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Infrastructure and Community Development 25 March 2021

In Yucatán, Mexico, IXSY Gets Its Watershed Moment

Israel Rosas
By Israel RosasSenior Regional Development Manager

Despite being the second-most populated country in Latin America, with significant Internet consumption, by the end of 2019 Mexico only had one established Internet exchange point (IXP) – CITI, in three locations (Mexico City, Querétaro, and Tultitlán). In comparison, Argentina and Brazil have more than 30 points each.

In Mexico’s southeastern region – which has the country’s highest poverty rates and lowest connectivity – there were none. This prompted a committed group of people in the State of Yucatán to set out to create an IXP in 2014.

Their efforts intensified in April 2018, with the signing of the founding act for the Internet Exchange Services Yucatán (IXSY), a nonprofit association to administer the node in Yucatán.

In May 2018, the First National IXP Forum was organized. There, IXSY gained the support of Yucatan’s state government. But in July, that government lost the state elections, putting the project on pause.

Still, the new government didn’t take long to see the project’s relevance, says Carmen Denis Polanco, director of the IXSY. “It is beautiful and valuable that it did not become a political issue, but something that was important for the state. A new team of people was formed that could give it a more comprehensive vision, using the multistakeholder model that is so promoted.”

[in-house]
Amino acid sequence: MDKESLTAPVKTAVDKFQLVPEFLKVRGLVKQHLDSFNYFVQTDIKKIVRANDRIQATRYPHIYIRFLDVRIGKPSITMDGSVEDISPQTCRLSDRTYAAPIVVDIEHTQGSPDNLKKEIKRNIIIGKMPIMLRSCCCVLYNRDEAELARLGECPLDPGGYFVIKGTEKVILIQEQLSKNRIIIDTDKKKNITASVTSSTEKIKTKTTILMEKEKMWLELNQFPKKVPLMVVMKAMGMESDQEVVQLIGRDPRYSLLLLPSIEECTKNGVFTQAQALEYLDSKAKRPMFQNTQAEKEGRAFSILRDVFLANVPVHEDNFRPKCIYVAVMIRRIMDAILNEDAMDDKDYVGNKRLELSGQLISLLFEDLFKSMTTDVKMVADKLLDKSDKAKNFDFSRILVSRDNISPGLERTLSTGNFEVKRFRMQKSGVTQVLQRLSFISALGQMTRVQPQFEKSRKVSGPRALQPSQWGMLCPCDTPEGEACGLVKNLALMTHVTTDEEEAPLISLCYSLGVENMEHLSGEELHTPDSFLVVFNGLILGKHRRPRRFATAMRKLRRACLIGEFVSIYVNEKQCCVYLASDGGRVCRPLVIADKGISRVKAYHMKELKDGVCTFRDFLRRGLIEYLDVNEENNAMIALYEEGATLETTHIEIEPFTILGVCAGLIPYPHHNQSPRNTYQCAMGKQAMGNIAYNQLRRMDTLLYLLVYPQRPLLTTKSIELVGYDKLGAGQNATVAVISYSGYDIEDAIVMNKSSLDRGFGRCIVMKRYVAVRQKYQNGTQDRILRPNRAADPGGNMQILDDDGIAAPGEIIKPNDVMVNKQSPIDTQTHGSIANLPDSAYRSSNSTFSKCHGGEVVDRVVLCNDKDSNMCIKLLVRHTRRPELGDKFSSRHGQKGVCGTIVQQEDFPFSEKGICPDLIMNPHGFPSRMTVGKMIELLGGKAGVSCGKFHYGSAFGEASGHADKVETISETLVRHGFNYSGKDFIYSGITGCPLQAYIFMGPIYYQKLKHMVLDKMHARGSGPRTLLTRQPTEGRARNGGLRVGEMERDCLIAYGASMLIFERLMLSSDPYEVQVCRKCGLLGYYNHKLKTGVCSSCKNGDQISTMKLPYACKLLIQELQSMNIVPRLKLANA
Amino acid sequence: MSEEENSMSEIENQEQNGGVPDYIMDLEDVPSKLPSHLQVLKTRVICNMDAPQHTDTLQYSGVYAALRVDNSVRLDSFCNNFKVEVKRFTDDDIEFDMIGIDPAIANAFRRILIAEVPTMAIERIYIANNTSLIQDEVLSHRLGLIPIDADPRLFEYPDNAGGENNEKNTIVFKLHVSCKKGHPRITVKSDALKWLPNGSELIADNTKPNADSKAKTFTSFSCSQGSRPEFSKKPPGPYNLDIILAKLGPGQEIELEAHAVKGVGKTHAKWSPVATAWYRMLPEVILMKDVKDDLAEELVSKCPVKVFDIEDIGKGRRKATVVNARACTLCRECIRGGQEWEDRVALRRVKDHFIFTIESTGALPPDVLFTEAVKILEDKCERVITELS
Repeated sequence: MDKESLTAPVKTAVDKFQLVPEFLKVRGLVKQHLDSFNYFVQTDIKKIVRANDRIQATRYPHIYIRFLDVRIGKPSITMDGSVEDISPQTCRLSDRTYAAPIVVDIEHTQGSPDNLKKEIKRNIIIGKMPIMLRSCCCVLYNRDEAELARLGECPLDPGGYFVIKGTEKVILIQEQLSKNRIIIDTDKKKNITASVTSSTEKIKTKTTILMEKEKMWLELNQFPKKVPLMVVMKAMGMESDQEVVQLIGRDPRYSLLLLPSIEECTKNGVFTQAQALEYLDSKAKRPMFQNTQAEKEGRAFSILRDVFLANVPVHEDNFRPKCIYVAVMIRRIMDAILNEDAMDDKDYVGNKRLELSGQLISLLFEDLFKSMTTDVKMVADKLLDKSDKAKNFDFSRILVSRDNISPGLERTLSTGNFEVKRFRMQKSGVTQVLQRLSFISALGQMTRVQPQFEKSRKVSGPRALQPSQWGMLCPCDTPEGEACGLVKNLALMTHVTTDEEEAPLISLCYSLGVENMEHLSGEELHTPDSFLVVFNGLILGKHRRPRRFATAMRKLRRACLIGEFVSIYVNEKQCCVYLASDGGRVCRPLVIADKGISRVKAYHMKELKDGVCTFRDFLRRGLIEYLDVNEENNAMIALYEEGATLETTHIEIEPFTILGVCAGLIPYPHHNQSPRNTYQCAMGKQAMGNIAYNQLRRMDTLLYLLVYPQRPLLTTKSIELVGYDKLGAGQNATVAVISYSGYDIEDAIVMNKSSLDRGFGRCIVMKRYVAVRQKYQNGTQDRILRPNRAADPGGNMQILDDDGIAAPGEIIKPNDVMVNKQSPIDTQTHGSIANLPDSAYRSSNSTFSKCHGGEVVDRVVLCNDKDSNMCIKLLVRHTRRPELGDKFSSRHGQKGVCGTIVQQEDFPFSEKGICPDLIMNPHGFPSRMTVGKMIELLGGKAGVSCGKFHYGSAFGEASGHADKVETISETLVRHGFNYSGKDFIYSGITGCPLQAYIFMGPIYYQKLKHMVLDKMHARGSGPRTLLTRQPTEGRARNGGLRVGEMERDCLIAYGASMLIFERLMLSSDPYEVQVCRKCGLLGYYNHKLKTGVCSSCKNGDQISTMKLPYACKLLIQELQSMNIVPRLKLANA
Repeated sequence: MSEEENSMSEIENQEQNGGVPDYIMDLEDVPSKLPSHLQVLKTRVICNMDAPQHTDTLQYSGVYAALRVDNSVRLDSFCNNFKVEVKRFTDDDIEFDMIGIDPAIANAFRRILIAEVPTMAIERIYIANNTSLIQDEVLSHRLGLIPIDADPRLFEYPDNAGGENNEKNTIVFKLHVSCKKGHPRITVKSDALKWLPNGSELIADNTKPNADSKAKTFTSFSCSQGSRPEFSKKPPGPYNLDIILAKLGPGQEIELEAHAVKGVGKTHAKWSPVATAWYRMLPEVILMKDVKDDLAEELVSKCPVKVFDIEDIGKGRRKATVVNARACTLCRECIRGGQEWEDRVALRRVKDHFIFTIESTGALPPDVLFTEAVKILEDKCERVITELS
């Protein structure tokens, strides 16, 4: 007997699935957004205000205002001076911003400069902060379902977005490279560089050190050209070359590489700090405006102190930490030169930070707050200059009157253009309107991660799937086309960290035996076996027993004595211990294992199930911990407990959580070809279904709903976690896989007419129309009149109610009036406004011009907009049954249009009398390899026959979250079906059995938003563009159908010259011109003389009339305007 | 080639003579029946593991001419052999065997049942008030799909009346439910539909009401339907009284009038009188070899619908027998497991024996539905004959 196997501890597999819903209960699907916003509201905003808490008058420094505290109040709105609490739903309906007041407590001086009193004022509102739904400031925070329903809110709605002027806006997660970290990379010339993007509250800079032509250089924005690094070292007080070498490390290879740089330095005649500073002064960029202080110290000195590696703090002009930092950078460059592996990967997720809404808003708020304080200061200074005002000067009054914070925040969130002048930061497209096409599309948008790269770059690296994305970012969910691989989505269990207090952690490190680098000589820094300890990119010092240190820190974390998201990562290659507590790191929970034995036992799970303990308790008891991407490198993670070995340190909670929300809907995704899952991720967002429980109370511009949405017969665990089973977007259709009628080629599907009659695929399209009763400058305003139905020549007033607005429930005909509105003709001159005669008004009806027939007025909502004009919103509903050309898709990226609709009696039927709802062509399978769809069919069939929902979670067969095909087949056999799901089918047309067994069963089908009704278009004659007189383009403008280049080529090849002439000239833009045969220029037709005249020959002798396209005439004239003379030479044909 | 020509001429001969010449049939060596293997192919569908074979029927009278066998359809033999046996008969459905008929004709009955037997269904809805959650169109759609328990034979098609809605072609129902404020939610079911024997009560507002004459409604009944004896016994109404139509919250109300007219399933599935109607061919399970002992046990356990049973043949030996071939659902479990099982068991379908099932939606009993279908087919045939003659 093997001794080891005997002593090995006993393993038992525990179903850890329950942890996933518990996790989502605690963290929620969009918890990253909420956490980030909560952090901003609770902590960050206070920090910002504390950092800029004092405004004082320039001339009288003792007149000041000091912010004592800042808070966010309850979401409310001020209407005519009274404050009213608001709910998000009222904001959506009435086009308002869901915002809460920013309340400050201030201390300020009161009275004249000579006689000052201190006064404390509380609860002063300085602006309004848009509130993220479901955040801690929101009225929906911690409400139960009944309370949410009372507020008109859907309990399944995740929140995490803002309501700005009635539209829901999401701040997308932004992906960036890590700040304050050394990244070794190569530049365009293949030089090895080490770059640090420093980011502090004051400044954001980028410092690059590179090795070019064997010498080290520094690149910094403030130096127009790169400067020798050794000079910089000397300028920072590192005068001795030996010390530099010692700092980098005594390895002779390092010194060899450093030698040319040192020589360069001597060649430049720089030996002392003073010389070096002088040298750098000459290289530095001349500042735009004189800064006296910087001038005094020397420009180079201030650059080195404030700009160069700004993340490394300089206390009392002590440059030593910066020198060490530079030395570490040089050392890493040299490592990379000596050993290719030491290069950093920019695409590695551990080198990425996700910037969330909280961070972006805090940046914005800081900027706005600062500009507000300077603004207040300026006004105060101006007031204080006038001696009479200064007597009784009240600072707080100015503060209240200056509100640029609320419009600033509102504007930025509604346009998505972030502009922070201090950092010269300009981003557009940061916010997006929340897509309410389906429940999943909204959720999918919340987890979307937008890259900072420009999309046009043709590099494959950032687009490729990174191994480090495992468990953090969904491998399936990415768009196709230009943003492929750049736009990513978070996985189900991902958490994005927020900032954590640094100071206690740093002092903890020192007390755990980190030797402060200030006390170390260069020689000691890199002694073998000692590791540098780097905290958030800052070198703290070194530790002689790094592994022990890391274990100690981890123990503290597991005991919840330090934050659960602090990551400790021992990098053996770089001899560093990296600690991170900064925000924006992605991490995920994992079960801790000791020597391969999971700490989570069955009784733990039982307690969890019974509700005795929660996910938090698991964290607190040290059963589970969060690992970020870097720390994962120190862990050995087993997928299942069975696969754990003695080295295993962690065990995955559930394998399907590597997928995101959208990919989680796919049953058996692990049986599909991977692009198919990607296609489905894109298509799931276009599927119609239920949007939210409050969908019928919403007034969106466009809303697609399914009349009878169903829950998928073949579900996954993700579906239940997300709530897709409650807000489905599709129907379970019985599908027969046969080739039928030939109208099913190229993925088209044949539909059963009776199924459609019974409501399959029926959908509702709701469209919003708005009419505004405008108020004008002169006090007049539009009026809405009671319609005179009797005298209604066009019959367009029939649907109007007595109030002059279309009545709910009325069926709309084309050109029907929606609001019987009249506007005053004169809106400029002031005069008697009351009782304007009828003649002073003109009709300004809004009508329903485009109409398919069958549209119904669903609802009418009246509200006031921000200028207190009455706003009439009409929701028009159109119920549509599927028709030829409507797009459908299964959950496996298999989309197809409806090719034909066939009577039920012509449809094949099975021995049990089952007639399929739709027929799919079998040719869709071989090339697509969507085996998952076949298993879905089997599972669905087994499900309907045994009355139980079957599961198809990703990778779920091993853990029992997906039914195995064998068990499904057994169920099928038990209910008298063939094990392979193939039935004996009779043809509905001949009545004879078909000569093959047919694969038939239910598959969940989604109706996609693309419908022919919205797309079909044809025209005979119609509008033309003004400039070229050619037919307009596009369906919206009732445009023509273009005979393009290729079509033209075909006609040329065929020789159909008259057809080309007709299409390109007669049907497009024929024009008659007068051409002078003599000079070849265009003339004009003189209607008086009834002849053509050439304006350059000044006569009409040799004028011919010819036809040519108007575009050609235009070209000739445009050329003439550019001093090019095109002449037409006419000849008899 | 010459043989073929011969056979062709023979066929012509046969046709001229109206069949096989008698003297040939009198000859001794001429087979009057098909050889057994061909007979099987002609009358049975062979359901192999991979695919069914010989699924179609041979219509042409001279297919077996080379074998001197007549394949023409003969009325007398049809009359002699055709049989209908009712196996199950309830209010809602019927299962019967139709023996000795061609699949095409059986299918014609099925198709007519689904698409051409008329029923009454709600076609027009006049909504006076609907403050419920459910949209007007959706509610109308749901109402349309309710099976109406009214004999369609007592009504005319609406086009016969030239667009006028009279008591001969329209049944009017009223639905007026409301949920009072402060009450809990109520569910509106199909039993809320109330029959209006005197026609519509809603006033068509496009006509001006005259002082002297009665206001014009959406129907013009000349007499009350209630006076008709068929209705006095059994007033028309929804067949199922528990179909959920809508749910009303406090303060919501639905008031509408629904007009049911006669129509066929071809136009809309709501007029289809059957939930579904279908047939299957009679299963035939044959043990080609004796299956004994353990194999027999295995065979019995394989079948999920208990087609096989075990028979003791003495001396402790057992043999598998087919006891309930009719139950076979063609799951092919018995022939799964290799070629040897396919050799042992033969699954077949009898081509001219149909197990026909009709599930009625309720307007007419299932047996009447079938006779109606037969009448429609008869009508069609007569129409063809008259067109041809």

The strategy was reframed under a more comprehensive Internet development project in Yucatán. It was linked to the Center for Women in Internet Development Technologies (CMT), a project that won a grant to train new generations and reduce gender gaps, starting with 10 female university students. Among other topics, these students were trained on technical issues and they supported the working groups within IXSY’s Technical Committee.

Gilberto Burgos De Santiago (left) participating in the IXSY’s second work meeting on 10 September 2019. Foto courtesy of IXSY.

To build IXSY’s community, more than 30 meetings and work sessions were organized in 2019. Internet Society supported the kick-off meeting in August, where the strategy was defined and decision-makers and the technical community were convened.

They started organizing trainings to create awareness and capacities.

“When we held the first meetings, the community just didn’t understand,” says Denis, who is also the director of the CMT. “Even the operators and technicians didn’t know what an IXP was. Now, training is part of the strategy. … To this day we’re still doing training.”

Carmen Denis (above), leading a meeting of IXSY’s Technical Committee. Photo courtesy of IXSY.

They sought national and international collaboration, especially alliances with key sectors and recognized organizations, such as the Internet Society, the Internet Address Registry for Latin America and the Caribbean (LACNIC) and its regional Internet Exchange Association (LAC-IX), the Network Information Centre (NIC) Mexico, SOCIUM, and the CMT.

The IXSY started gaining steam at its inaugural meeting in January 2020. In March, an Internet Development Week and the Second National IXP Forum were organized. The Internet Society and LACNIC participated strongly, and the IXSY formally joined LAC-IX and NIC Mexico.

The author, Israel Rosas, Regional Development Manager for Internet Society, speaking during the Second National IXP Forum in March 2020. Photo courtesy of IXSY.